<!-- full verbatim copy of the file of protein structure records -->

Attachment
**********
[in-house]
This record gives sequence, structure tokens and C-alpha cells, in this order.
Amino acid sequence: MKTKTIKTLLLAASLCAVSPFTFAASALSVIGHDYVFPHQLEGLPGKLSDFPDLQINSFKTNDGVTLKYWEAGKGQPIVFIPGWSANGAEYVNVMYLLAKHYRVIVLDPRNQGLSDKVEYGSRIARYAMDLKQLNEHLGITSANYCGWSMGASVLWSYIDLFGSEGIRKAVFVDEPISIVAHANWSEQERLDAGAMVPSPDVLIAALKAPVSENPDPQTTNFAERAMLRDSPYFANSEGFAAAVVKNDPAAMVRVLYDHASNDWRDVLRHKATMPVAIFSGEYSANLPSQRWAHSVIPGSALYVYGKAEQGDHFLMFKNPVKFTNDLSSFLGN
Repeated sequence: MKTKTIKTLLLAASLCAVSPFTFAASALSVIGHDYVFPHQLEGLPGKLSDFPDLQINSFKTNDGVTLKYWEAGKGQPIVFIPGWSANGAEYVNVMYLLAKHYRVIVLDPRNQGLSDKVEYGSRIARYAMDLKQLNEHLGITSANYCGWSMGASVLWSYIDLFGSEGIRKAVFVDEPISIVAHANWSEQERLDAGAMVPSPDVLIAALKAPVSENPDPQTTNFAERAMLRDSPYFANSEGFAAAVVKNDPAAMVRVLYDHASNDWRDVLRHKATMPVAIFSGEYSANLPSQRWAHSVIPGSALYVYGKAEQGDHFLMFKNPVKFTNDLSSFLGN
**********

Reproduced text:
[in-house]
This record gives sequence, structure tokens and C-alpha cells, in this order.
Amino acid sequence: MKTKTIKTLLLAASLCAVSPFTFAASALSVIGHDYVFPHQLEGLPGKLSDFPDLQINSFKTNDGVTLKYWEAGKGQPIVFIPGWSANGAEYVNVMYLLAKHYRVIVLDPRNQGLSDKVEYGSRIARYAMDLKQLNEHLGITSANYCGWSMGASVLWSYIDLFGSEGIRKAVFVDEPISIVAHANWSEQERLDAGAMVPSPDVLIAALKAPVSENPDPQTTNFAERAMLRDSPYFANSEGFAAAVVKNDPAAMVRVLYDHASNDWRDVLRHKATMPVAIFSGEYSANLPSQRWAHSVIPGSALYVYGKAEQGDHFLMFKNPVKFTNDLSSFLGN
Repeated sequence: MKTKTIKTLLLAASLCAVSPFTFAASALSVIGHDYVFPHQLEGLPGKLSDFPDLQINSFKTNDGVTLKYWEAGKGQPIVFIPGWSANGAEYVNVMYLLAKHYRVIVLDPRNQGLSDKVEYGSRIARYAMDLKQLNEHLGITSANYCGWSMGASVLWSYIDLFGSEGIRKAVFVDEPISIVAHANWSEQERLDAGAMVPSPDVLIAALKAPVSENPDPQTTNFAERAMLRDSPYFANSEGFAAAVVKNDPAAMVRVLYDHASNDWRDVLRHKATMPVAIFSGEYSANLPSQRWAHSVIPGSALYVYGKAEQGDHFLMFKNPVKFTNDLSSFLGN